Preparation of liquisolid compacts
Several liquisolid formulations with each sample unit containing 3 mg of griseofulvin (corresponding to 2 – 5 tablets) were prepared by addition of the liquid portion (0.9 – 2.3 % drug in PEG 300) to the carrier and coating material and mixing in a mortar (Table 10). Finally, Kollidon® CL was added and the formulations were mixed for 5 min in a Turbula blender. The liquisolid formulations LS-1 – LS-10 consisted of Avicel® as carrier and Aerosil® as coating material. Carrier and coating materials were used in a weight ratio of 20 : 1 (= R-value) according to the recommendation of Spireas et al.
. A liquid load factor of 0.22 was used in these formulations resulting in acceptable Drug release enhancement from hydrophilic aerogels and liquisolid compacts 81 flowability of the blends (maximum angle of slide 33 °C) and sufficient tablet hardness (minimum tensile strength 1 MPa). For the liquisolid formulation LS-N with Neusilin® as carrier as well as coating material a liquid load factor of 1.58 was used. Despite such a high liquid load factor, the formulation fulfills the required flowability and tablet hardness. The high liquid loading capacity of this magnesium aluminometasilicate may be explained by its extremely high specific surface area of 339 ± 1 m²/g as well as its good flow and tableting properties .
The liquisolid formulations were compacted as described for the directly compressed tablets. However, for the liquisolid compacts the required amount of powder blend for one tablet was between 300 and 434 mg (Table 10).
Formulations LS-2 – LS-10 contained drug suspensions as liquid portion in contrast to LS-1and LS-N which contained a drug solution. For suspensions the percentage of dissolved drug in the liquid portion is calculated by the ratio of the drug's solubility in the liquid vehicle PEG 300 and the total drug content in the liquid portion present in each formulation (Table 10).
Disintegration studies Disintegration time of the investigated tablets was measured with a disintegration tester (ZT 72, Erweka, Heusenstamm, Germany) according to the conditions of the Ph.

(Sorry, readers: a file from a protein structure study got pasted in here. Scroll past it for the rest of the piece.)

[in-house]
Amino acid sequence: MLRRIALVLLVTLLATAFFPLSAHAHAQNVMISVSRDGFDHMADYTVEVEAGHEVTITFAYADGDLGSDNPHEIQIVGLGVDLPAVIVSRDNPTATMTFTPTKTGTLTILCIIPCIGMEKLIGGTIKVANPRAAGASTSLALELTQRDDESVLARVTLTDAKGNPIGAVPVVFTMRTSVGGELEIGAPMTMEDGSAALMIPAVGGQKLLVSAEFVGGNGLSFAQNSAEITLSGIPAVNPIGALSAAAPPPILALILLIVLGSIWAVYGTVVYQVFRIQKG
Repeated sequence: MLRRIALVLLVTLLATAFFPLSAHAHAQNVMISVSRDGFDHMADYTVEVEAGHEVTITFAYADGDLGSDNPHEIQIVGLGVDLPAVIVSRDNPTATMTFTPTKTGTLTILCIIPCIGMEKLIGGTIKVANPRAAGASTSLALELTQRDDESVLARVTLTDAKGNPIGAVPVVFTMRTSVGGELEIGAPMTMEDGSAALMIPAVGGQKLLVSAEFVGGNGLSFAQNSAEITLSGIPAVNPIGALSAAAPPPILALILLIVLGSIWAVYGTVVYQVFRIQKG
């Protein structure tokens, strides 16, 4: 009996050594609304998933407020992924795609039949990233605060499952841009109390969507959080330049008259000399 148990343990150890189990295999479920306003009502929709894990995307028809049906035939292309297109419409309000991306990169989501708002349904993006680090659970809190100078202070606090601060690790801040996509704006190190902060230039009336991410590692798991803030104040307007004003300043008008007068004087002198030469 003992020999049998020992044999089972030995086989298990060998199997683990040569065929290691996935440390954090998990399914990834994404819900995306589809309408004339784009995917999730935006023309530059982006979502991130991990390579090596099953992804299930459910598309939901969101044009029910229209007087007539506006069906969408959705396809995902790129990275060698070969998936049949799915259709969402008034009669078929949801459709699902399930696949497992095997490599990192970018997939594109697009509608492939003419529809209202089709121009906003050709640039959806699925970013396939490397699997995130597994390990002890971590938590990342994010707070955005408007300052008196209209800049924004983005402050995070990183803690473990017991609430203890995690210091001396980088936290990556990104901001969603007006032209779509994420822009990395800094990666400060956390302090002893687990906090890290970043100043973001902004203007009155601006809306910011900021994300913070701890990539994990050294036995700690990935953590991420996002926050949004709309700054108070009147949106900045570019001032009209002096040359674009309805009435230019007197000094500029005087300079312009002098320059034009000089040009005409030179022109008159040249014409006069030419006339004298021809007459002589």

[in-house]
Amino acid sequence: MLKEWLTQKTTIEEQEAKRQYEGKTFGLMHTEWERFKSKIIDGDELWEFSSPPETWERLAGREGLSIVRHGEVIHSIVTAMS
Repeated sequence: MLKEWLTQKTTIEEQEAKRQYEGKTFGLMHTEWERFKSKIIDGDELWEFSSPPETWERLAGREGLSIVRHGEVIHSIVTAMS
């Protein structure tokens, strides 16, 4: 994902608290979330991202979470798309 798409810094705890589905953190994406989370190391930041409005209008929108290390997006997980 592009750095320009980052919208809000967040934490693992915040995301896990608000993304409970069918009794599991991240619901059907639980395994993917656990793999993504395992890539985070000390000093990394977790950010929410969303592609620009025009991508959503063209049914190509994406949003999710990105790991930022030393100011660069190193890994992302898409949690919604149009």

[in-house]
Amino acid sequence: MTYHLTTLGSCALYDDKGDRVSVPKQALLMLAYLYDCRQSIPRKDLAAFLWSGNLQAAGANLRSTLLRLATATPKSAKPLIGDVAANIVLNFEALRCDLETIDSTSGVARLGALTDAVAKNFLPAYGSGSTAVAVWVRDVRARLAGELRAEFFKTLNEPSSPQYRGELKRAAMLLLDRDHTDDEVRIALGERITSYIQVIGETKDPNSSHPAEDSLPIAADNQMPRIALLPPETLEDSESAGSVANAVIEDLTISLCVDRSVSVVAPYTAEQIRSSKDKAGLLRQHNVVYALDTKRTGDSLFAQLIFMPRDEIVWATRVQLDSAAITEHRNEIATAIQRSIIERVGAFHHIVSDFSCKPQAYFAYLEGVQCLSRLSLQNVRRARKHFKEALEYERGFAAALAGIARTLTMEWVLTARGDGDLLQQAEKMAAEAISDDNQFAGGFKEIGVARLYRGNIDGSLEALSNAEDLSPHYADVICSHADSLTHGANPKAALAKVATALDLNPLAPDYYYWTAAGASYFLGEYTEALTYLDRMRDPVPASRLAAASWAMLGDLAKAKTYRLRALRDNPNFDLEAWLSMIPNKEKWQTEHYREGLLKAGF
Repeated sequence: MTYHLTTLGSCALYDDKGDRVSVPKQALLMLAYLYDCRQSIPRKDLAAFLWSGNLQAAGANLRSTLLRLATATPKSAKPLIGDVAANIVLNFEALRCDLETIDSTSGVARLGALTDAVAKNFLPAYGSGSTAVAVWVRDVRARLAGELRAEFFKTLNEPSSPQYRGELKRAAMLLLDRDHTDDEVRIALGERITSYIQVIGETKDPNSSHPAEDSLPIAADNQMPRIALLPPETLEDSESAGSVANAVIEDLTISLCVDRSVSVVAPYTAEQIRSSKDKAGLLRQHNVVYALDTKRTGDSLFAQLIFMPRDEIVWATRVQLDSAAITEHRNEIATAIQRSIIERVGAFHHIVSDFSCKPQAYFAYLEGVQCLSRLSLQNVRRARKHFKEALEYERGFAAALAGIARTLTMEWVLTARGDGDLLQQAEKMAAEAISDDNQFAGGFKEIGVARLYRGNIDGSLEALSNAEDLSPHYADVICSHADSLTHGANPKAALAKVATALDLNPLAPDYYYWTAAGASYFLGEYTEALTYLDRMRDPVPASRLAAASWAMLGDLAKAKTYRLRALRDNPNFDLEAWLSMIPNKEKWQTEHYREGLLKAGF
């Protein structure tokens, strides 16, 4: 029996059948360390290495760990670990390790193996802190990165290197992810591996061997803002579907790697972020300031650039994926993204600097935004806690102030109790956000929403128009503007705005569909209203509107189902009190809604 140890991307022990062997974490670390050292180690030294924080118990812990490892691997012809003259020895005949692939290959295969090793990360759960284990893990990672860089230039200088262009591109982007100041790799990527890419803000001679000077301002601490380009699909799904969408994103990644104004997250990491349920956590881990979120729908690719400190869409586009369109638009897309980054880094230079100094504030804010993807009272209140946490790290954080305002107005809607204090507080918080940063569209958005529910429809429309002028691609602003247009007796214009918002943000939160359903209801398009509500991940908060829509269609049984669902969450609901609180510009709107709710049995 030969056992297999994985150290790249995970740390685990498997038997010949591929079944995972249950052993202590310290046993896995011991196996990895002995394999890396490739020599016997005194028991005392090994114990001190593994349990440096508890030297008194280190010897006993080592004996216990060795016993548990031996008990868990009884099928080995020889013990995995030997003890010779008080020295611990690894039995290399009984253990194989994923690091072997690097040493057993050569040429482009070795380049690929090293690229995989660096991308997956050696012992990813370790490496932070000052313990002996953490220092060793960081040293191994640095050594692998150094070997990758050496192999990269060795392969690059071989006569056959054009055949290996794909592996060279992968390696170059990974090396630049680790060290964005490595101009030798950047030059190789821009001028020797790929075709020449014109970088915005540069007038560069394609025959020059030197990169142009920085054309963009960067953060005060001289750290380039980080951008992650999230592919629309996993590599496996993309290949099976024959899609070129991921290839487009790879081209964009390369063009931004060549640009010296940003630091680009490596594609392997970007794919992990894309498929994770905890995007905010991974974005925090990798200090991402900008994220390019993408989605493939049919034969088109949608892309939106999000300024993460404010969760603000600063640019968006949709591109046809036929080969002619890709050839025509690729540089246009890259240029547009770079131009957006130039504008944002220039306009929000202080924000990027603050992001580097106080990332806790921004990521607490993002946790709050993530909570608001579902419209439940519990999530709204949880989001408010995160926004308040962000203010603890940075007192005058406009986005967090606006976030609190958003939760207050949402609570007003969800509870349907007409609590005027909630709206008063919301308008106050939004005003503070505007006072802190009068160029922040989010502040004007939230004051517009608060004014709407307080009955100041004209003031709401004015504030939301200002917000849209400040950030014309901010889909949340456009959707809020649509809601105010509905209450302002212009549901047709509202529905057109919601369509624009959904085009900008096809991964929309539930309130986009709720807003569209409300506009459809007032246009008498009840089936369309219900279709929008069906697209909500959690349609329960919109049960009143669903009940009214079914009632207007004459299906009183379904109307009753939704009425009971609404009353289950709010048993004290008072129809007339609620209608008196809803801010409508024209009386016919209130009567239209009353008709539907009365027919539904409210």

Eur. for uncoated tablets.
Drug release studies
5.3 Results and discussion Solubility of griseofulvin in various non-volatile liquid vehicles Griseofulvin was found to be poorly soluble in glycerol (0.004 ± 0.000 [% w/w]) and propylene glycol (0.13 ± 0.00 [% w/w]). Its solubility in PEG 300 (0.95 ± 0.00 [% w/w]) was much higher. Thus, to minimize the required amount of liquid, PEG 300 was chosen as liquid vehicle for preparation of griseofulvin liquisolid compacts.
Disintegration of the investigated tablets
The disintegration times of the liquisolid and the directly compressed tablets are shown in Table 11. Obviously, all formulations (except for formulation LS-N) disintegrated within less than 15 seconds. This very fast tablet disintegration may be explained by the presence of the superdisintegrant Kollidon® CL  as well as the microcrystalline cellulose Avicel® leading to an extremely fast water penetration into the tablets caused by wicking and subsequent widening of the pores . Thus, drug release was not hindered by slow disintegration of the dosage form. Tablets containing Neusilin (LS-N) disintegrated within 4.5 min because of the poor disintegration properties of this silicate.
Table 11: Disintegration times of the investigated tablets (means ± SD, n = 3)
Drug release from the investigated tablet formulations Drug release profiles of the conventional and the aerogel tablets as well as the liquisolid compact formulation LS-1 are shown in Fig. 20. It is obvious that drug release from the liquisolid compacts was much faster than that from the conventional tablets although both formulations disintegrated rapidly (Table 11): within 5 min, only 37 % of griseofulvin were released from the conventional tablets as compared to the LS-1 compacts with 95 % drug release. Even though the liquisolid compacts LS-1 represent solid dosage forms, the drug is dissolved in the liquid vehicle within the powder matrix. Thus, drug release from LS-1 compacts was solely dependent on the disintegration of the tablets and the miscibility of the liquid portion with the dissolution medium. The comparatively slow drug release from conventional tablets may mainly be explained by the poor water solubility of griseofulvin and thus a low drug dissolution rate.
Fig. 20: Drug release profiles of the conventional tablets, the aerogel tablets, and the liquisolid compacts LS-1 (means ± SD; n = 3) In comparison to the liquisolid compacts LS-1, the aerogel tablets showed a slightly slower drug release. However, compared to the conventional tablets the drug release rate from the aerogel tablets was much higher with more than 73 % within 5 min. This faster drug release from hydrophilic aerogels was also observed by Smirnova et al.